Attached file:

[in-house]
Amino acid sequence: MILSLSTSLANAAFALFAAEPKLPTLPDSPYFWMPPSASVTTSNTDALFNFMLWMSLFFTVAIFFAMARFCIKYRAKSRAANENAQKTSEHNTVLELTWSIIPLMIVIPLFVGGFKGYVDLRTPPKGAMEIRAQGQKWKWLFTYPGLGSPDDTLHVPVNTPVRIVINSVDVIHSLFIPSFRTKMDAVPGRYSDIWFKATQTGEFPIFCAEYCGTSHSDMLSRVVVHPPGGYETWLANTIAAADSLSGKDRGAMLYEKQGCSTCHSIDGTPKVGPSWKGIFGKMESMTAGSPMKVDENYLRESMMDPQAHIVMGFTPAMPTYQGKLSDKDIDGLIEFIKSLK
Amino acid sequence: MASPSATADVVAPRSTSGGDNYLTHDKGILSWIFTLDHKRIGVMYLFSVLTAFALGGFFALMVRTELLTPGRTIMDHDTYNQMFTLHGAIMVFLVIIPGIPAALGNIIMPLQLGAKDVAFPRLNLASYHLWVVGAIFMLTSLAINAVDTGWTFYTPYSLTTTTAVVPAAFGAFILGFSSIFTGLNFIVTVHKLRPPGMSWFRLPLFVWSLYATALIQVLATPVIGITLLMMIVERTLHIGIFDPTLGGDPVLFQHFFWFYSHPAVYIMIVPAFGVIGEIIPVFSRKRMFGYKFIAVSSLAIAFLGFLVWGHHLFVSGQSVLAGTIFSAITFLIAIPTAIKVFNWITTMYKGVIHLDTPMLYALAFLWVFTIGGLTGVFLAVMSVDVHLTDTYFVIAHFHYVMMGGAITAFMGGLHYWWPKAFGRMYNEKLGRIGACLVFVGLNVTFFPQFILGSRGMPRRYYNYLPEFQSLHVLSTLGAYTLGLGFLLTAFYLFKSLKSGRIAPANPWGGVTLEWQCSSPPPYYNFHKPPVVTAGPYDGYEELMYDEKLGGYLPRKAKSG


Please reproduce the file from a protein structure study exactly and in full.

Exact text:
[in-house]
Amino acid sequence: MILSLSTSLANAAFALFAAEPKLPTLPDSPYFWMPPSASVTTSNTDALFNFMLWMSLFFTVAIFFAMARFCIKYRAKSRAANENAQKTSEHNTVLELTWSIIPLMIVIPLFVGGFKGYVDLRTPPKGAMEIRAQGQKWKWLFTYPGLGSPDDTLHVPVNTPVRIVINSVDVIHSLFIPSFRTKMDAVPGRYSDIWFKATQTGEFPIFCAEYCGTSHSDMLSRVVVHPPGGYETWLANTIAAADSLSGKDRGAMLYEKQGCSTCHSIDGTPKVGPSWKGIFGKMESMTAGSPMKVDENYLRESMMDPQAHIVMGFTPAMPTYQGKLSDKDIDGLIEFIKSLK
Amino acid sequence: MASPSATADVVAPRSTSGGDNYLTHDKGILSWIFTLDHKRIGVMYLFSVLTAFALGGFFALMVRTELLTPGRTIMDHDTYNQMFTLHGAIMVFLVIIPGIPAALGNIIMPLQLGAKDVAFPRLNLASYHLWVVGAIFMLTSLAINAVDTGWTFYTPYSLTTTTAVVPAAFGAFILGFSSIFTGLNFIVTVHKLRPPGMSWFRLPLFVWSLYATALIQVLATPVIGITLLMMIVERTLHIGIFDPTLGGDPVLFQHFFWFYSHPAVYIMIVPAFGVIGEIIPVFSRKRMFGYKFIAVSSLAIAFLGFLVWGHHLFVSGQSVLAGTIFSAITFLIAIPTAIKVFNWITTMYKGVIHLDTPMLYALAFLWVFTIGGLTGVFLAVMSVDVHLTDTYFVIAHFHYVMMGGAITAFMGGLHYWWPKAFGRMYNEKLGRIGACLVFVGLNVTFFPQFILGSRGMPRRYYNYLPEFQSLHVLSTLGAYTLGLGFLLTAFYLFKSLKSGRIAPANPWGGVTLEWQCSSPPPYYNFHKPPVVTAGPYDGYEELMYDEKLGGYLPRKAKSG